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Five ways your safety depends on machine learning
Machine learning, which actively protects you from all sorts of dangers, including fires, explosions, collapses, crashes, workplace accidents, restaurant E. coli, and crime.
- Your safety depends on machine learning.
- It's not a cure-all -- unfortunately, there's no way to achieve 100% guaranteed security in this life.
- Here are some example insights that help predict peril, which were told to us by data.
Your safety depends on machine learning. This technology protects you from harm every day by guiding the maintenance of bridges, buildings, and vehicles, and by guiding healthcare providers and law enforcement officers.
This puts you in good hands. Hospitals, companies, and the government use machine learning to combat risk, actively protecting you from all sorts of dangers and hazards, including fires, explosions, collapses, crashes, workplace accidents, restaurant E. coli, and crime. And I thought lions and tigers and bears were bad!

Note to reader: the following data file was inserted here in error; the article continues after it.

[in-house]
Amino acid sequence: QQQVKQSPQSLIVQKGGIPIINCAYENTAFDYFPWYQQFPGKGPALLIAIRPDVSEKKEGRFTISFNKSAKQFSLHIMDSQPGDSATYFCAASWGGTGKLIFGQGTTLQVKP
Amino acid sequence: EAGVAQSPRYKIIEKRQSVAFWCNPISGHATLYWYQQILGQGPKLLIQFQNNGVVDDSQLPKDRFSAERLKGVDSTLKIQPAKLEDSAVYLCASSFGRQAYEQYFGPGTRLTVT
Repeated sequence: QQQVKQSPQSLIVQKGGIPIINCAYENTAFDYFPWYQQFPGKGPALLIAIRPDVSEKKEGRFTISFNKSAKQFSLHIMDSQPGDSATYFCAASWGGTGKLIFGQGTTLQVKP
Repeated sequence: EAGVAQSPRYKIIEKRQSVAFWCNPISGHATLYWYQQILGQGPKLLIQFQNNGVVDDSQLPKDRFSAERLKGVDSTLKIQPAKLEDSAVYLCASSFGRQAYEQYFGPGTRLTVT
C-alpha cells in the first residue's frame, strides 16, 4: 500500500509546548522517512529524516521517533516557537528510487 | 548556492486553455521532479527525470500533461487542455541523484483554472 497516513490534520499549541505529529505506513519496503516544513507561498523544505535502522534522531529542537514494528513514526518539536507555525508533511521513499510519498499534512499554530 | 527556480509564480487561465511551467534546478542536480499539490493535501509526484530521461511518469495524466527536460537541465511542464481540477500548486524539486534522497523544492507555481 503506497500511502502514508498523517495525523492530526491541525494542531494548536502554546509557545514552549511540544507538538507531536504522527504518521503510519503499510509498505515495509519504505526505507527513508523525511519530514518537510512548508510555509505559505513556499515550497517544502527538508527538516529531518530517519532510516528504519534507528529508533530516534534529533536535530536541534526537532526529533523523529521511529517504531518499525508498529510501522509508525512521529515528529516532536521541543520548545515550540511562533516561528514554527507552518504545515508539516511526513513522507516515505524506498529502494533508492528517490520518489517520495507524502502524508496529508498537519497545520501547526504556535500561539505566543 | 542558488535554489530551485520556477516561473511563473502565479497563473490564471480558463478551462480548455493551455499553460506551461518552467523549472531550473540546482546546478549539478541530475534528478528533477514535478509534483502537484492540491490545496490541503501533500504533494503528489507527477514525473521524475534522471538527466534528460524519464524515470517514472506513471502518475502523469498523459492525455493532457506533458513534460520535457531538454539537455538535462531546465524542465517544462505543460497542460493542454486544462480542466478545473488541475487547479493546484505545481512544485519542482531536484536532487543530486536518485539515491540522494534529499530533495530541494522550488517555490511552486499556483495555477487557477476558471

Predictive prevention with machine learning
The technology for this job is machine learning, when computers learn from the experience encoded in data. Given data on, say, the history of many bridges and which ones deteriorated to become risky, the computer learns to predict which bridges should be flagged for inspection ASAP. When deployed for safety purposes and for other business and government purposes, machine learning is also known as predictive analytics.
It's not a cure-all — unfortunately, there's no way to achieve 100 percent guaranteed security in this life — but machine learning contributes a singular improvement. It stands as a unique, novel approach to lowering risk, tipping the odds in favor of more safety. Since predictive prevention is different from other risk management approaches, it always potentially helps, regardless of what other approaches are also being adopted. Machine learning, as it's used in general, improves the efficiency of all kinds of processes — and when applied to procedures that protect, this translates to lower risk.